3. FERTILITY DECREASE AND THE REDISCOVERY OF STATE WELFARE
• THE FAILURE OF THE PROPAGANDA APPROACH
• THE LEGAL REVERSAL

CHAPTER 2: PUBLIC ASSISTANCE

1. STATE PROTECTION OF THE FAMILY: THE PRIVILEGED CHILD
• THE 1934 DECREE-LAW FOR PUBLIC ASSISTANCE AND ITS LEGISLATIVE AFTERMATH
2. LEGISLATION ON FAMILY ALLOWANCES IN BULGARIA
• INTRODUCING FAMILY ALLOWANCES IN BULGARIA - A HISTORICAL OUTLINE
• THE POLITICAL CONTEXT OF DISCOURSE
• THE DECREE FOR FAMILY ALLOWANCES (1942)
• BINDING SOCIAL WELFARE AND PUBLIC SECURITY
3. THE DISADVANTAGED CHILD: THE LAW FOR CHILDREN BORN OUTSIDE MARRIAGE AND THEIR AVOWAL, AND FOR ADOPTION, NOVEMBER 1940
• EARLY LEGAL DEBATES AND MODERNISATION
• IN THE NAME OF THE CHILD AND ITS MOTHER, AND … SECURITY CONSIDERATIONS
• MOTHERS’ RIGHTS AND INTERNATIONAL WOMEN’S ISSUES
• REFORM BILLS (1924–33)
• ILLEGITIMACY AND MEDIA RESPONSE
• THE LEGAL BREAKTHROUGH (NOVEMBER 1940)

PART II: TOWARDS PRONATALISM

CHAPTER 3: DEMOGRAPHY, MEDIA REPRESENTATIONS AND PARLIAMENTARY DISCOURSE

1. THE ‘DISCOVERY’ OF BIRTH DECLINE
2. DEMOGRAPHERS ON THE ‘COLLAPSING’ DEMOGRAPHIC TREND
3. MASS MEDIA RESPONSES TO FERTILITY DECLINE
• ETHNIC IMBALANCE AND MILITARY ALARM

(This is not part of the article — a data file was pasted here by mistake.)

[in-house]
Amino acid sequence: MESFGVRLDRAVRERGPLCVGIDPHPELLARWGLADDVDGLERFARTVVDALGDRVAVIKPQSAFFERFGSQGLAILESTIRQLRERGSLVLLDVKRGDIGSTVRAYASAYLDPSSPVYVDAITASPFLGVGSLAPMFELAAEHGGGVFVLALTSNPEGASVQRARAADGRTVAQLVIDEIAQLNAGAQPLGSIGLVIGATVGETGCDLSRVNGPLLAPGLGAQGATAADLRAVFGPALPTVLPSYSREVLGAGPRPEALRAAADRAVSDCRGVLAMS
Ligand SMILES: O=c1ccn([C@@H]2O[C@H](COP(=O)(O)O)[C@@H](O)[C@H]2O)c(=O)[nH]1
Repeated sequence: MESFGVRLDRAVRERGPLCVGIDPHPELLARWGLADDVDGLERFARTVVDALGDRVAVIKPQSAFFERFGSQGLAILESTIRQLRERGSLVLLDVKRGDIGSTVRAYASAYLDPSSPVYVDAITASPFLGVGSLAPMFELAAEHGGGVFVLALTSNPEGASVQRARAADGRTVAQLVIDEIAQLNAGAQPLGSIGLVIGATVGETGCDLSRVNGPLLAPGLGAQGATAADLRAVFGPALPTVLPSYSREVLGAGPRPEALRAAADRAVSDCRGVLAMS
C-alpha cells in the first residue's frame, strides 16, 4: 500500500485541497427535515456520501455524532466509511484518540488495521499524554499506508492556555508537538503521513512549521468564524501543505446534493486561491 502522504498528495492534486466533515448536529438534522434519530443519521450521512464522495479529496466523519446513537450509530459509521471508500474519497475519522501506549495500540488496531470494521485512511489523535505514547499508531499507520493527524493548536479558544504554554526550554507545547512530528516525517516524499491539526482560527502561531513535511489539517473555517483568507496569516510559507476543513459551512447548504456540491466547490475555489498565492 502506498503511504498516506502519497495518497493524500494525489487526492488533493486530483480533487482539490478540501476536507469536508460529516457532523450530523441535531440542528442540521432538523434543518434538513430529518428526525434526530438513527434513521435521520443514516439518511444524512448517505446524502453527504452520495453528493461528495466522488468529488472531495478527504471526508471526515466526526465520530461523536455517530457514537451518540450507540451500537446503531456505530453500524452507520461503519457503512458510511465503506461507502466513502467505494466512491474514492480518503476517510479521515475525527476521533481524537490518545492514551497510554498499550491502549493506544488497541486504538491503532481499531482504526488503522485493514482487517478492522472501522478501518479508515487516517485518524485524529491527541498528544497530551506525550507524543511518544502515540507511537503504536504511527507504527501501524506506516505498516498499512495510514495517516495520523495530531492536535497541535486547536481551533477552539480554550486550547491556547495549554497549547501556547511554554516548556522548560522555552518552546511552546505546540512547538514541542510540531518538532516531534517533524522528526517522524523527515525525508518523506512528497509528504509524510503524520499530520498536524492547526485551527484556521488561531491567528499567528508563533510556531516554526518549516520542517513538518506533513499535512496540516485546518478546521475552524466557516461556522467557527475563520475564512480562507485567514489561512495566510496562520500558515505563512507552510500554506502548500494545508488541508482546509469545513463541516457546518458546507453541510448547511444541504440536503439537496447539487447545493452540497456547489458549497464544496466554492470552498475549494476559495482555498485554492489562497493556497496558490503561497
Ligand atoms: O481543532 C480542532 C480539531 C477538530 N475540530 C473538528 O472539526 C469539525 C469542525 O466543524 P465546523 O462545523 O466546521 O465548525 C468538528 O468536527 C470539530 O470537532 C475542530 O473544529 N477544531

• POPULATION GROWTH OR POVERTY CONCERNS?
• THE IMAGE OF THE ‘NEW’ FAMILY
4. EARLY PARLIAMENTARY ALARM ABOUT BIRTH DECLINE

CHAPTER 4: ACTIVITIES ‘FROM BELOW’: THE LEAGUE OF LARGE, MNOGODETNI, FAMILIES

1. HISTORICAL OVERVIEW
2. ORGANISATION
• NETWORKS AND NETWORK ACTIVITIES
• CONGRESSES AND SYMBOLISM
• MANAGEMENT AND MEMBERSHIP
• ROLE MODELS
3. COMBATING POVERTY
• CHILD ALLOWANCES, TAX-REVISIONS AND RAILWAY FARE DISCOUNTS
• APPEALS FOR LAND REDISTRIBUTION AND JUSTICE

CHAPTER 5: PETŬR GABROVSKI AND THE LAW FOR LARGE, MNOGODETNI, BULGARIAN FAMILIES
1. IDEOLOGICAL BACKGROUND
2. THE LAW FOR LARGE, MNOGODETNI BULGARIAN FAMILIES
• LEGISLATIVE PREPARATIONS
• INFLUENCES AND MOTIVATION
• DRAFTS AND COMMENTS
• OFFICIAL ADMINISTRATIVE CONSIDERATIONS
• THE FINAL VERSION
3. THE BACHELOR’S TAX CONTROVERSY
4. THE LEGAL AFTERMATH

CONCLUSIONS
• LEGISLATION ON THE FAMILY AND CHILDREN (1918-44)
• AN OVERVIEW OF MOTIVES – ‘THE WAY THEY SAW IT’
• PRIVILEGED AND UNDERPRIVILEGED TARGET GROUPS OF SOCIAL LEGISLATION
• POLITICAL PARTICIPANTS AND PRESSURE ACTIVISTS
• AFTERMATH